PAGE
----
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Film, Album, Single and Event Reviews

Album Review: Kendrick Lamar - good kid m.A.A.d. city

  • By MisterCharlie Author Avatar
  • 29 Oct 2012
  • Release Date 29 Oct 2012
Some gold and some flab on Kendrick Lamar's major label debut

Kendrick Lamar is Compton’s new hope. The LA district was put on the map with NWA’s incendiary one-two punch of albums Straight Outta Compton and Efil4Zaggin, and no rapper since has managed to map the drama, myth, desperation and humour of the area as vividly or accessibly. Considering that some 20 odd years have past since Dr. Dre manned the desk on the NWA classics, it’s high time their power was transcended- or at least matched-  by one of today’s generation of street spitters. It’s fitting then that Dre is executive producer on Lamar’s Interscope debut- the album the MC considers his first ‘proper’ release (it’s preceeded by numerous mixtapes and the independently released album Section 80). Dre also squares the circle by appearing as a guest on the album closer Compton. That track, and the album throughout, narrate Lamar’s experience growing up in Compton- as the title suggest, he’s the good kid, and it’s the mad city. Contrary to the MCs previous assertion that he would keep on working with the relatively unknown producers he made his mixtape name with, a host of super producers have been enlisted to soundtrack his stories of a life assailed by temptation, violence and crime. This is pretty much the standard with major label hip hop releases, and often leads to fractured end results. Fortunately in Lamar’s case, a 70s Blaxploitation aesthetic hovers throughout, tying the record together with thick syrupy basslines, warm guitars and plenty of funk, alongside the ever present, obligatory monster kick drums.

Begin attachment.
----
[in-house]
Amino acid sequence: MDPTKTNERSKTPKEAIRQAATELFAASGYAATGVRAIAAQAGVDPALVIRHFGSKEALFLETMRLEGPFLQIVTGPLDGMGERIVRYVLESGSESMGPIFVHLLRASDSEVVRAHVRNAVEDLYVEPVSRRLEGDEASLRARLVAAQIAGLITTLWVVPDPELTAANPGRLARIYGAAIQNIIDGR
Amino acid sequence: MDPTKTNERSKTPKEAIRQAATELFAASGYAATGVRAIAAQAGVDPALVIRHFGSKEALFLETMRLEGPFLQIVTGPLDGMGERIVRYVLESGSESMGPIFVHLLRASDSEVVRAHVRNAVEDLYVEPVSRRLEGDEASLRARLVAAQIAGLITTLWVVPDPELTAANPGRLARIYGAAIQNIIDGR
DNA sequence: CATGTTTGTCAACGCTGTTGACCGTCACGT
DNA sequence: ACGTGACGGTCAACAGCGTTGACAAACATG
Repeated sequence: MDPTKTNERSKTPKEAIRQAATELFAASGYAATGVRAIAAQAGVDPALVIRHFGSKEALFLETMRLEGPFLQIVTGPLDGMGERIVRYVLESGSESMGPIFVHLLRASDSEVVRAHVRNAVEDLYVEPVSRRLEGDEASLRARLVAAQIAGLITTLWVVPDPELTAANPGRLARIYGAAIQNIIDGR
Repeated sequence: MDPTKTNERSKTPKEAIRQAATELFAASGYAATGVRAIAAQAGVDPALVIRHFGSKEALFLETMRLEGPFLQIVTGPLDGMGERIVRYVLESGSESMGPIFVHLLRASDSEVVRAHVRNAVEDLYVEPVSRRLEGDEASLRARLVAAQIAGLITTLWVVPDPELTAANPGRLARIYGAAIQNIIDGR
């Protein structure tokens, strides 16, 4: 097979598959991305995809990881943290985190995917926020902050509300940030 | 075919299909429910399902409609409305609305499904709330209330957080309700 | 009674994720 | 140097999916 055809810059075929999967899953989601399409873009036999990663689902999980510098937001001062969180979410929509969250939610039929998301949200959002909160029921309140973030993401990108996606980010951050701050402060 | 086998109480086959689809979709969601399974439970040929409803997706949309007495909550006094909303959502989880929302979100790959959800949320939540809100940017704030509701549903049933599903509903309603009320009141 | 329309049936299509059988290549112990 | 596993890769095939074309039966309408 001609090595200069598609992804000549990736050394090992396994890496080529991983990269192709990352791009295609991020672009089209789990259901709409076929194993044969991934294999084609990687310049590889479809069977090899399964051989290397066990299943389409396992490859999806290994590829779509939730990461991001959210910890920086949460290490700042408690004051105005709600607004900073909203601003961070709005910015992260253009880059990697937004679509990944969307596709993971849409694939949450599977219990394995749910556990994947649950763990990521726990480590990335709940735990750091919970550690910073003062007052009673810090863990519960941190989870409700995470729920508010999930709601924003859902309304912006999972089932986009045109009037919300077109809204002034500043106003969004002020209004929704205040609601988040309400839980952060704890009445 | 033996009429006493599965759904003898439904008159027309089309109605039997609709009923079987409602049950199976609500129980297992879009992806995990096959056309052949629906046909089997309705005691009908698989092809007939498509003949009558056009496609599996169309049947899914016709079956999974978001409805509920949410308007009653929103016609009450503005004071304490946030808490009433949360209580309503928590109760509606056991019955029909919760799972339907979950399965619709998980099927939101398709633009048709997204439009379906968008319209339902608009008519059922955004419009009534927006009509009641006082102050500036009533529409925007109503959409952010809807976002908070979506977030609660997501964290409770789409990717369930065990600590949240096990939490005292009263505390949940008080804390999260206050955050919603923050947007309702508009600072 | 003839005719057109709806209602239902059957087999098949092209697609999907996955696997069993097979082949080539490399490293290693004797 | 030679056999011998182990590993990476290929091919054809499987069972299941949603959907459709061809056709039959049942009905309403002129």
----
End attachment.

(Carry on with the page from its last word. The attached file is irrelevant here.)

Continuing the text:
Lamar favours a narrative, complex lyrical style with songs twisting through many layers. The Art of Peer Pressure is a great example – on an instrumental that switches from dusty jazz breakbeats to growling synthetic bass, Lamar examines his behaviour when he’s ‘rolling with the homies’ - simultaneously glorifying and undercutting his tale of street crime and wilful debauchery. This mix of the melancholic and the macho is very ‘now’, Drake’s confessional hip hop epiphanies bearing a similar hallmark, and the album has an introspective vibe that at times threatens to spill into self-indulgence. Three tracks break the 6 minute mark (Sing About Me I’m Dying of Thirst weighing in at a tubby 10 minutes), and the albums strongest moment comes on the face smacking Backstreet Freestyle, where producer Hit Boy’s titanic drums and sparse, aggressive samples leave no room in their booming three and a half minutes for naval gazing- Lamar roars, pure menace, taking the flow from Lil Wayne’s A Milli straight down to the gutter and gleefully strangling it.  

 

There’s no doubt that Lamar is a skilled rapper, and there are some excellent moments on good kid m.A.A.d city – both the aforementioned Backstreet Freestyle and recent single Swimming Pool s (Drank) are modern classics, and a welcome addition to the canon of heady new RnB being created by new school artists such as Frank Ocean, Drake and The Weeknd. However at over an hour long (not including the many bonus tracks available…) the album is a bit of a bloated affair, and it seems Lamar’s potential to be Compton’s greatest remains – as yet-  to be fulfilled.


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